Changing China

Recent news stories from China have focused on how the world’s third largest economy by GDP is coping with the effects that its fast-growing economy are having on living conditions within and relations outside the country.

Writing in China Daily’s Europe edition Yu Yongding, president of the China Society of World Economics and a former member of China’s monetary policy committee, notes that the country’s income per capita has reached $3,800, surpassing the threshold for a middle income economy. But the article also outlines concerns about the unbalanced and unsustainable nature of growth there. What might be a surprise, though, is that these fears were expressed by China’s Premier, Wen Jiabao.

China’s success in growing so fast has been based on an export-led model based on a planned socialist system. Many senior analysts and policy-makers recognise that the potential for future growth along similar lines to that experienced in the past 30 years is exhausted. Yu Yongding says that dependence on exports, local government spending and real estate investment to fuel the stellar growth seen in recent years has become a structural problem in China. It has brought with it problems of pollution, desertification, resource depletion and income inequality.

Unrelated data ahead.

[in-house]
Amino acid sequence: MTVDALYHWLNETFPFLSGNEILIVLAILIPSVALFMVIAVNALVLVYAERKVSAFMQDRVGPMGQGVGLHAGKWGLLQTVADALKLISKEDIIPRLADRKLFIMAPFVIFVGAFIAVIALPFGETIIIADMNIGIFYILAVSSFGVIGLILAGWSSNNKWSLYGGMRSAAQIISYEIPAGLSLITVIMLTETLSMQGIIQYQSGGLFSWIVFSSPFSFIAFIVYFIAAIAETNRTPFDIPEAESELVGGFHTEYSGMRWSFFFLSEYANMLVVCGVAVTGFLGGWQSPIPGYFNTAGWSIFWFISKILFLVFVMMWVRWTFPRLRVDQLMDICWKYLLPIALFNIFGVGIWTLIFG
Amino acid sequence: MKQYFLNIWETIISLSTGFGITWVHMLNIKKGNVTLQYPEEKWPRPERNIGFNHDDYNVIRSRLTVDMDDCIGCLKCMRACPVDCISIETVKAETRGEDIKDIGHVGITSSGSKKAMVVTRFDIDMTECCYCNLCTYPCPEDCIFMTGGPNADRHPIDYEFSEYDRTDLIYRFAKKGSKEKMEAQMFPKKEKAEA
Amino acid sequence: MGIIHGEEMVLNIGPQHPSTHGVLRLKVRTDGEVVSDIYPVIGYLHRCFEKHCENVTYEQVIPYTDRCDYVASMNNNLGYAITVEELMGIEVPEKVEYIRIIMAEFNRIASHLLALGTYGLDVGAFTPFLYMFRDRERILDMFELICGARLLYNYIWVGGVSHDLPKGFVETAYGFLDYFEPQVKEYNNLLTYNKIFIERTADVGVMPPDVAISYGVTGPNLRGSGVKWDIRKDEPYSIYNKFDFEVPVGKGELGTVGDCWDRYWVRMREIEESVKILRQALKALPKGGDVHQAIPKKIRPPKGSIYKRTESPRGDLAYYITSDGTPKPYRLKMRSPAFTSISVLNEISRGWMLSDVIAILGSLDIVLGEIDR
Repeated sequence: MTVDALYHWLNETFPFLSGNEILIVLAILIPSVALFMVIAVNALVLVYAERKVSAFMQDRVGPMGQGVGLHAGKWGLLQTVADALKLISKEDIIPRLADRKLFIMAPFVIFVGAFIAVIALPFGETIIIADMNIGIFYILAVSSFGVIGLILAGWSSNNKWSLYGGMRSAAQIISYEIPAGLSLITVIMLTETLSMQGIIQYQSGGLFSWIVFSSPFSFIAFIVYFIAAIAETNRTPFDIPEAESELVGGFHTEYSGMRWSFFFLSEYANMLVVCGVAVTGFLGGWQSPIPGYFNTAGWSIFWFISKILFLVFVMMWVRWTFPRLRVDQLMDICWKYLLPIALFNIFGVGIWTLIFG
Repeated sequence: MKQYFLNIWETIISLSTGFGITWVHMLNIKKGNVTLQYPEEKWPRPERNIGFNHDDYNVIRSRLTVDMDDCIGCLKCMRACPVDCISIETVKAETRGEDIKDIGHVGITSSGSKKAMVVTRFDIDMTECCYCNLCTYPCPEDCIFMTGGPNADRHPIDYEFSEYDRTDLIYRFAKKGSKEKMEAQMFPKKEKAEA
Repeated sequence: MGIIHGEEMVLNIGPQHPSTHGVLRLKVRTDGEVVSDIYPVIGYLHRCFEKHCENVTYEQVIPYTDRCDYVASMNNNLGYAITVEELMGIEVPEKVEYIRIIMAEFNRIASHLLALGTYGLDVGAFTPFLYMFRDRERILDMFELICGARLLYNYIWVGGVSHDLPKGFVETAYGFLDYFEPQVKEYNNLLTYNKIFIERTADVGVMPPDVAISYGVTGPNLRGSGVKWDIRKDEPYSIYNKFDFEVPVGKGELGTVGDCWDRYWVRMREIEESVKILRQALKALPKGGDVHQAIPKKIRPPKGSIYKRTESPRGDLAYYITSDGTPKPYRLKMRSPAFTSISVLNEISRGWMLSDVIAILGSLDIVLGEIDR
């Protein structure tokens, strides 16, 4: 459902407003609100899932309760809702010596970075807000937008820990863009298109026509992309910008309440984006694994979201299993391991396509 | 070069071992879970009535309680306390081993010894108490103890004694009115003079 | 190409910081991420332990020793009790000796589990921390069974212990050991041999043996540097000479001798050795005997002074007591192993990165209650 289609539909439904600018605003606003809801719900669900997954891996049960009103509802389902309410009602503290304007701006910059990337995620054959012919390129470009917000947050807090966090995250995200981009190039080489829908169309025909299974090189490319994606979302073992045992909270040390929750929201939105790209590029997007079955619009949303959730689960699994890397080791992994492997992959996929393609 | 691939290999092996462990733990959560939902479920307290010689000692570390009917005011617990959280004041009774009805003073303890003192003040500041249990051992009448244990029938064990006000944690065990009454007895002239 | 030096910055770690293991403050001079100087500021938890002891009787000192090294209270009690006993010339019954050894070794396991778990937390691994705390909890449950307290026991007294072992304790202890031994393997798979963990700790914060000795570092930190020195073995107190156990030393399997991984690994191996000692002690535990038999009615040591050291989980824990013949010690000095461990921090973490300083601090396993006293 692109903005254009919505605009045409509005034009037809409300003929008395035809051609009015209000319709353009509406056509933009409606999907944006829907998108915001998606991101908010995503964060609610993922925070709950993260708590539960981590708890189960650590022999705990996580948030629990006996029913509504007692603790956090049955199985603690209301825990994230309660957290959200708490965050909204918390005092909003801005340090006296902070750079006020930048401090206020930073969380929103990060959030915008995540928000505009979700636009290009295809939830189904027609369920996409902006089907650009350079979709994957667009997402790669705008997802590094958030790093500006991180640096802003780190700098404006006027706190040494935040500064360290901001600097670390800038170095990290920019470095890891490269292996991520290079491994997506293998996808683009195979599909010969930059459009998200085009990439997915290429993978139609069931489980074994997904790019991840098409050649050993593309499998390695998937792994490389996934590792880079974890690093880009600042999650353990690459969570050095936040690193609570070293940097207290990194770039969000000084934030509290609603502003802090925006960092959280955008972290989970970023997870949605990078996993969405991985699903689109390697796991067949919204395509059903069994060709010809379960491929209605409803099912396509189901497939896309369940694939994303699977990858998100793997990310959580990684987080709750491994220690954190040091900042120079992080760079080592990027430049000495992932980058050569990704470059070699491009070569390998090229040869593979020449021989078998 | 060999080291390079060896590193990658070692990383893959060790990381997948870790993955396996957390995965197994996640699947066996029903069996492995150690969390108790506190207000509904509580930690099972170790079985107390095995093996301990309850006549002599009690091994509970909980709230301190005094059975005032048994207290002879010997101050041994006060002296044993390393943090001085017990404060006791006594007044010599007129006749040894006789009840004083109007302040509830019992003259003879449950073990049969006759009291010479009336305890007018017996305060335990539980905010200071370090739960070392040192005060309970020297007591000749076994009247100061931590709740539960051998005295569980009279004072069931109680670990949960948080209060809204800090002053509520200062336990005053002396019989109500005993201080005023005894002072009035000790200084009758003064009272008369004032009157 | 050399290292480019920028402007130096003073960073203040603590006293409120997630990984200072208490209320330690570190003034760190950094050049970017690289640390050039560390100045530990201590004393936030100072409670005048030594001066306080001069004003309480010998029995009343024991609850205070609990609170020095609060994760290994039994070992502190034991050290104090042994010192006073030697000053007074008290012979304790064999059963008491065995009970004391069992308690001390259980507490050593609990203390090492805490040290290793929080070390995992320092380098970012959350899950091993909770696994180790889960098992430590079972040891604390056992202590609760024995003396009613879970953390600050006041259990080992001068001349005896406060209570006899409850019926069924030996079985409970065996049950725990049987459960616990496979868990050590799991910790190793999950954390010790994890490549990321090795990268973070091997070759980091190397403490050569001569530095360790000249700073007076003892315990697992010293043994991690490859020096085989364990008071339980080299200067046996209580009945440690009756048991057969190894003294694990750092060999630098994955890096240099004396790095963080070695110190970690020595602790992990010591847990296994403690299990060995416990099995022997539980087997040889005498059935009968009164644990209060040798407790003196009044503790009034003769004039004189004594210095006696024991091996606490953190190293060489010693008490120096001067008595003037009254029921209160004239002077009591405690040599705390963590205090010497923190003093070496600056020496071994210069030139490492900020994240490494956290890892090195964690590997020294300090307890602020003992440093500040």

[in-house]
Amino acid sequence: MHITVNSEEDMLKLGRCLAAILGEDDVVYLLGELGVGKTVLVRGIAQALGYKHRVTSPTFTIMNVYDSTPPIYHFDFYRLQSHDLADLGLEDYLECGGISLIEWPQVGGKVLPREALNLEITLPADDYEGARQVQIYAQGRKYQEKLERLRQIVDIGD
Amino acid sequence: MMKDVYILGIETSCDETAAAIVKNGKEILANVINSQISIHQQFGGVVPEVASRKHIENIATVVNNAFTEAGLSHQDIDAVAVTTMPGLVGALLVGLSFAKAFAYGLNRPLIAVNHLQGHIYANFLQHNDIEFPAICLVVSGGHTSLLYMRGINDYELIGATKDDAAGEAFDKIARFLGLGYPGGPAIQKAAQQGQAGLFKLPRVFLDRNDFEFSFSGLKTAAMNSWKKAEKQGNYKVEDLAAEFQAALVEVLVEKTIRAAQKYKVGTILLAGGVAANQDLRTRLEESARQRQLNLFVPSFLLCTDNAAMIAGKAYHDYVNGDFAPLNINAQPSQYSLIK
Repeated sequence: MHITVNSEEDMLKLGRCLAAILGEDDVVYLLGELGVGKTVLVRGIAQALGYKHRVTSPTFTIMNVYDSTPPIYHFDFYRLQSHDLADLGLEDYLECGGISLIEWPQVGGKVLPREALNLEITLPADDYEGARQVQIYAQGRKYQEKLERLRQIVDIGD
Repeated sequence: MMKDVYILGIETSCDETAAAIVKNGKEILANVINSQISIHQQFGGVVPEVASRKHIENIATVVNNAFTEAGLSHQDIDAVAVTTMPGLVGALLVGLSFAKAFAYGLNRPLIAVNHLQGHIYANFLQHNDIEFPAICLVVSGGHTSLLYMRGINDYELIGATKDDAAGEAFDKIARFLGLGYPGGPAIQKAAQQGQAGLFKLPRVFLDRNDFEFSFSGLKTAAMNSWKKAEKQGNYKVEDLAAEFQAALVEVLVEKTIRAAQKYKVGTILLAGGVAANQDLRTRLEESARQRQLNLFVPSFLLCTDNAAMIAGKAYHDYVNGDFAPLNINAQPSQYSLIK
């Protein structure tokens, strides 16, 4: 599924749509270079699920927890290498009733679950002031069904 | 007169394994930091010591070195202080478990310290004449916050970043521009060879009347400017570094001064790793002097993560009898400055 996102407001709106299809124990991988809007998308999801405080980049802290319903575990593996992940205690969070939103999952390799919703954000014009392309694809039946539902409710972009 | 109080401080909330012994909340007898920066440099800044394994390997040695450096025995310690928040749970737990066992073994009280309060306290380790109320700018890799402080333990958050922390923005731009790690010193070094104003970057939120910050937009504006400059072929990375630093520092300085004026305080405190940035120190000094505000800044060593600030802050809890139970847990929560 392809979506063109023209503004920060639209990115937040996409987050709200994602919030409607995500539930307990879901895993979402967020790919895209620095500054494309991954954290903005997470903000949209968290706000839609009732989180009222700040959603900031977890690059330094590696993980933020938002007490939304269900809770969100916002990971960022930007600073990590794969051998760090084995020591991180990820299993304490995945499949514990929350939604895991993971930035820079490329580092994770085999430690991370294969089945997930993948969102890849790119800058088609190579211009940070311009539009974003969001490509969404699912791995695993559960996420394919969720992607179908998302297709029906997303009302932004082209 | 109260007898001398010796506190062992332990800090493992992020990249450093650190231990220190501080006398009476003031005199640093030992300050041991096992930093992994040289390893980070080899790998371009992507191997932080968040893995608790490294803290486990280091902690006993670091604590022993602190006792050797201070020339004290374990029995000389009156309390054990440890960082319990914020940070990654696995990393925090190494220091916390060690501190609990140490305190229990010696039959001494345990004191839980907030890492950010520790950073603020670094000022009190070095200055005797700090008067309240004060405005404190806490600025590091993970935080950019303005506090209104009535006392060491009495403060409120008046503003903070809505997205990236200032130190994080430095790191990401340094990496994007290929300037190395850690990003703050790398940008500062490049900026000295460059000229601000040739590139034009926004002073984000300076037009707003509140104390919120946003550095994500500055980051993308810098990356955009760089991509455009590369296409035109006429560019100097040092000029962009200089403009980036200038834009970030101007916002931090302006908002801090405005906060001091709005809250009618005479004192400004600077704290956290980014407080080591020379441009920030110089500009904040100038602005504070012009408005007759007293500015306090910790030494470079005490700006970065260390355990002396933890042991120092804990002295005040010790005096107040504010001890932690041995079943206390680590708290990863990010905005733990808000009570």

As this blog noted in an earlier posting, wages have begun rising in China in response to increased industrial unrest. The country’s national trade union federation called today for collective wage negotiation in all businesses within three years in order to quell labour disputes and raise workers’ living standards. At present there is no legal requirement for companies in China to sign collective agreements with staff. This article cites data from China’s national statistics agency indicating that 80% of businesses in the country are foreign-funded or privately-run.

We have already seen interest rates rise in China in an attempt to choke off inflation. Will higher wages only add to inflationary pressures? More tomorrow on another aspect of change in China: the country’s exchange rate policy and its impact on business and the general economy in this fascinating country.